But, as with most things, it all depends on how you look at it. That early withdrawal penalty might not be a bad thing if it helps you stay motivated to leave your balance alone and let it grow.
That said, not all CDs have withdrawal penalties. The Ally Bank No Penalty CD, for example, is a more flexible option if you think you might need to access your funds before the term is up.

Accessibility: No matter what CD you choose (even a “no penalty” CD), you aren’t going to be making deposits and withdrawals to it on a regular basis. Since the basic idea is that you’ll leave your money deposited for a certain amount of time, you don’t want to use a CD for funds you need regular access to.

Find the right CD(s) for you.

One of the things that make saving with CDs attractive is that you have a lot of account options. There are many different types of CDs out there suited to short- or long-term goals that have competitive APYs and flexible terms.

At Ally Bank, we offer several different types of CDs with a variety of terms tailored to your own personal savings goals.

  • High Yield CD: Get maximum savings with a competitive, fixed rate.
  • Raise Your Rate CD: Start with a great rate, plus have the opportunity to increase your rate once over the 2-year term or twice over the 4-year term if our rate for your term and balance tier goes up on these CDs.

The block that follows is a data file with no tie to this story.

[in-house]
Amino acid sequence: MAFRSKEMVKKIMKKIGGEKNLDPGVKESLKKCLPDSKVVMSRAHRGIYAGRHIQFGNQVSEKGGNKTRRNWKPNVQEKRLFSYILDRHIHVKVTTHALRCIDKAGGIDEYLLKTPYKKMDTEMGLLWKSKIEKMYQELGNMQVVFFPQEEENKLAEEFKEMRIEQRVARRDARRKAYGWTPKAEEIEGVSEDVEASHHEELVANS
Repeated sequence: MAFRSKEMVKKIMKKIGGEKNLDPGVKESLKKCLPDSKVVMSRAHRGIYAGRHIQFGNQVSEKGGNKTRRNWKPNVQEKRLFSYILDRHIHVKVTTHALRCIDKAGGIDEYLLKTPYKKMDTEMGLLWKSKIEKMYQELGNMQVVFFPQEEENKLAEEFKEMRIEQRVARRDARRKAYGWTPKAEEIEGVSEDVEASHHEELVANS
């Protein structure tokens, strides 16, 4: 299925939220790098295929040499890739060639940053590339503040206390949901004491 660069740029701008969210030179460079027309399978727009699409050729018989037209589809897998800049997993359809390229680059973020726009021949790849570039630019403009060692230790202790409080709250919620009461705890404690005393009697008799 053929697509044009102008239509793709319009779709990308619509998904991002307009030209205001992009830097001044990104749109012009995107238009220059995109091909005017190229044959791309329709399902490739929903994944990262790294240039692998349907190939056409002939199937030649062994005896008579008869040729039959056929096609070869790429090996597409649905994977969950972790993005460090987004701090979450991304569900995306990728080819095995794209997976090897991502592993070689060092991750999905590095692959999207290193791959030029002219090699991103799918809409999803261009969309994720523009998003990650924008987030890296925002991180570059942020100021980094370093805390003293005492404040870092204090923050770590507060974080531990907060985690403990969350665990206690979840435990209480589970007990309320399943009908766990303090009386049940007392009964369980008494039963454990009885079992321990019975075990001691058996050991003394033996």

• No Penalty CD: Withdraw all your money any time after the first six days following the date you fund the account, and keep the interest earned, with no penalty.

Compare Ally Bank CDs

How to open a CD

Opening a CD account is a pretty simple process. First, determine your savings goals and decide how long you want to keep the money deposited. Then, shop around and compare different types of CDs, APYs, and account terms and conditions. Be sure to choose a reputable bank that’s FDIC-insured.

Tip: Online banks often offer better rates than their brick-and-mortar counterparts because they don’t have the overhead traditional banks have. That means they can pass the savings on to you in the form of great rates.

Then, all that’s left is to deposit your money and see your balance grow.

Up your game with CD laddering.

Once you’re comfortable with opening CD accounts and feel like you’ve got a handle on how they work, you may want to up your savings game with a CD ladder strategy. The basic idea of a CD ladder is that you open several CDs with varying maturity dates so that a portion of your money is accessible on a regular basis. It can be a useful way to earn great rates and still maintain frequent access to your cash more.

CD ladder basics

Savvy savers are in the know.

Educating yourself about the ways you can boost your savings is a smart move. It’s all too easy to just let your balance languish in that first low-interest savings account you ever got. So, high-five for learning more. At Ally Bank, we believe in straightforward products, competitive rates, and great customer service. Go to Ally.com to learn more about all of our products and services.